Barely a week seems to go by without some reminder as to how the developing world is increasing its global heft.
Emerging economies account for around two-thirds of global gross domestic product growth, for example, and three-quarters of foreign exchange reserves. They account for 85 per cent of the world’s population and 24 of the planet’s 30 largest cities.
Some have leapt to the forefront of technological innovation: developing anti-satellite missile systems, leading the world in quantum cryptography and even launching moonshots, to the dark side of the lunar surface, no less.
Yet there is one glaring omission from the torrent of statistics. For all the gains elsewhere, the developing world has made pitifully little progress in expanding its stock markets.
Emerging, frontier and sub-frontier countries accounted for just 12.4 per cent of world investable market capitalisation at the end of last year, a figure that has flatlined since 2007, according to calculations by Elroy Dimson, Paul Marsh and Mike Staunton, academics at London Business School.
Moreover, few see any sign of emerging markets making much of an impression in the coming years. If anything, expectations are going backwards.
Back in 2011, PwC asked 400 senior company executives from across the globe how they thought the world would look by 2025.
They painted a picture of developed world stock exchanges being under siege from thrusting go-ahead rivals in emerging markets. Just 18 per cent thought developed world stock markets had clear advantages that EM rivals would struggle to overcome by 2025. Three-quarters of respondents thought DM exchanges would need to work harder to continue to attract the listings of EM-based companies, with the same proportion suggesting EM companies would look to list on other EMs.
The consultancy, this time in cahoots with the Economist Intelligence Unit, has just published a follow-up report, this time looking ahead to 2030.
By then surely emerging markets would have made even more progress than pencilled in for 2025? Well, no, as it happens.
One key finding is that the share of executives thinking DM stock markets had strengths their emerging upstarts would struggle to overcome, has leapt threefold to 53 per cent.
Back in 2011, the survey respondents thought Shanghai would be the leading exchange for cross-border equity issuance by 2025, with 55 per cent saying it would be considered by foreign companies planning an initial public offering. That was well ahead of comparable figures for the likes of London and New York.
Now, even looking out to 2030, just 21 per cent think Shanghai will be in the running for foreign flotations. Expectations have soured just as sharply for exchanges in India (from 38 per cent to 22 per cent), Brazil (29 to 10) and Russia (11 to 2).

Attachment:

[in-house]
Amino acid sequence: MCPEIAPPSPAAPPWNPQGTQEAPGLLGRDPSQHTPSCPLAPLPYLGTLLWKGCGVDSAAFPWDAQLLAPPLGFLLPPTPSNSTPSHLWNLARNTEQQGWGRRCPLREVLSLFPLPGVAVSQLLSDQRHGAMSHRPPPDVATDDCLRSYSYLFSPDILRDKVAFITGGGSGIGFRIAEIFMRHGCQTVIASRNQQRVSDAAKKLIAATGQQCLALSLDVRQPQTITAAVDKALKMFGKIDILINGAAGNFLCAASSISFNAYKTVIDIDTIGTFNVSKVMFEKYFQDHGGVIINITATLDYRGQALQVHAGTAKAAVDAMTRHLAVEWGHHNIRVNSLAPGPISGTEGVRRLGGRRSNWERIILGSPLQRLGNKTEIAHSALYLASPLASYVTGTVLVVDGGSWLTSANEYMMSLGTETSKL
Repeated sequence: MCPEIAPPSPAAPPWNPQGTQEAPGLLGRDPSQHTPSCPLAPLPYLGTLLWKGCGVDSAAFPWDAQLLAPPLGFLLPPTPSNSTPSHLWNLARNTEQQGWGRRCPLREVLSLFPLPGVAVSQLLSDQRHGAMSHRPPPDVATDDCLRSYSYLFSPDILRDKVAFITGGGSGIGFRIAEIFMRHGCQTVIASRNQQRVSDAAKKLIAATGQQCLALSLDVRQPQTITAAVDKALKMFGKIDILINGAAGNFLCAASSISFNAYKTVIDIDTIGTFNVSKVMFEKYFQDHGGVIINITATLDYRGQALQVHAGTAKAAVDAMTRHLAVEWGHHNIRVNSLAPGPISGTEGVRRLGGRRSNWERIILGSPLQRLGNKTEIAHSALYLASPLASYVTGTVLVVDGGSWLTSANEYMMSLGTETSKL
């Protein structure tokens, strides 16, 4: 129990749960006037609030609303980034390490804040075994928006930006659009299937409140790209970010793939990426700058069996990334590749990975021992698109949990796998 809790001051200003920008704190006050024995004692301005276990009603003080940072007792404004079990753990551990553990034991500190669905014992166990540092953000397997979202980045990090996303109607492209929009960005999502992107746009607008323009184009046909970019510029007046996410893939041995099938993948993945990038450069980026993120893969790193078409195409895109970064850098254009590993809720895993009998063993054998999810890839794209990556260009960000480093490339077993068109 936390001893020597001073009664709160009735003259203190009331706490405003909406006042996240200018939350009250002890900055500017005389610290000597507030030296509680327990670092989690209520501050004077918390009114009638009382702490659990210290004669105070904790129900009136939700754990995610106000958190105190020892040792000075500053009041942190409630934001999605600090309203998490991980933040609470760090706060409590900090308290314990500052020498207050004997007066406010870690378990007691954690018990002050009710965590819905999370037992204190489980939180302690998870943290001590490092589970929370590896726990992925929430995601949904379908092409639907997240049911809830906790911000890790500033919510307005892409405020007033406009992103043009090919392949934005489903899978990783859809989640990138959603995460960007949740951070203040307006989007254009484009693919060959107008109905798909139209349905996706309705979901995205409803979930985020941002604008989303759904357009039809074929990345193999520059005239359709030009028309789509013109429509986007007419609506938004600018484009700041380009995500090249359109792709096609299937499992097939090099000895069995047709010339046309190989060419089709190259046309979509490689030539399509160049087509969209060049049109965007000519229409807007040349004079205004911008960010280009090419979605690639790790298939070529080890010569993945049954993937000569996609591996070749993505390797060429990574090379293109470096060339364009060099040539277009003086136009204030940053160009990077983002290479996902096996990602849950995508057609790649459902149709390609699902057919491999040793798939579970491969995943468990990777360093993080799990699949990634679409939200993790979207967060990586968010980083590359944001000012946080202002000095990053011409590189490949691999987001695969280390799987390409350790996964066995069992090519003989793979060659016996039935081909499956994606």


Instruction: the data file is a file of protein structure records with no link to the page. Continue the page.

Since 2011, indeed, many of the biggest cross-border floats have been those of Chinese companies, such as Alibaba, Netease and JD.com, on the NYSE and Nasdaq exchanges. Last year alone 33 Chinese outfits followed this well-trodden path, raising a combined $9bn.
Beijing recently unveiled a counterpunch with the introduction of Chinese Depositary Receipts, designed to lure some of its US-listed technology giants back home, as well as entice foreign companies.
While it is early days, the initiative has so far drawn a blank: while HSBC said in October it was looking at the CDR structure and could potentially be the first foreign company to make use of it, nothing has happened since.
Partly as a result, the market capitalisation of the various US exchanges is now three times that of their rivals in Greater China, up from 2.7 times in 2011.
David Erickson, senior fellow in finance at the Wharton School at the University of Pennsylvania, argued in the report that much of the pullback in EM expectations was because of mundane factors.
Whereas in the past European companies such as Prada and L’Occitane have listed primarily in Hong Kong in order to raise their profile in their largest growth market, this was no longer a key consideration.
Furthermore, the creation of trading mechanisms such as Shanghai-London Stock Connect “provides an opportunity to raise companies’ profile in China and throughout Asia without the commitment and cost of a full listing”.
Two broader concerns have risen up the agenda since 2011, however. Far more business leaders now cite a perceived lack of liquidity and currency volatility (up from 7 per cent to 29 per cent) as reasons to avoid floating on EM stock markets, even as concerns over regulation have abated.
These are difficult issues for emerging markets to solve. If companies prefer to list on developed markets because of greater liquidity, then the advanced world’s exchanges are likely to pull further ahead.
As for EM currencies, the primary drivers of their fortunes remain movements in US interest rates and the dollar, as well as expectations for global growth.
If there is a bright spot it is that the rising levels of income and wealth in many emerging markets should, over time, facilitate the emergence of larger pools of domestic capital. But few see this happening in a meaningful way, this side of 2030.
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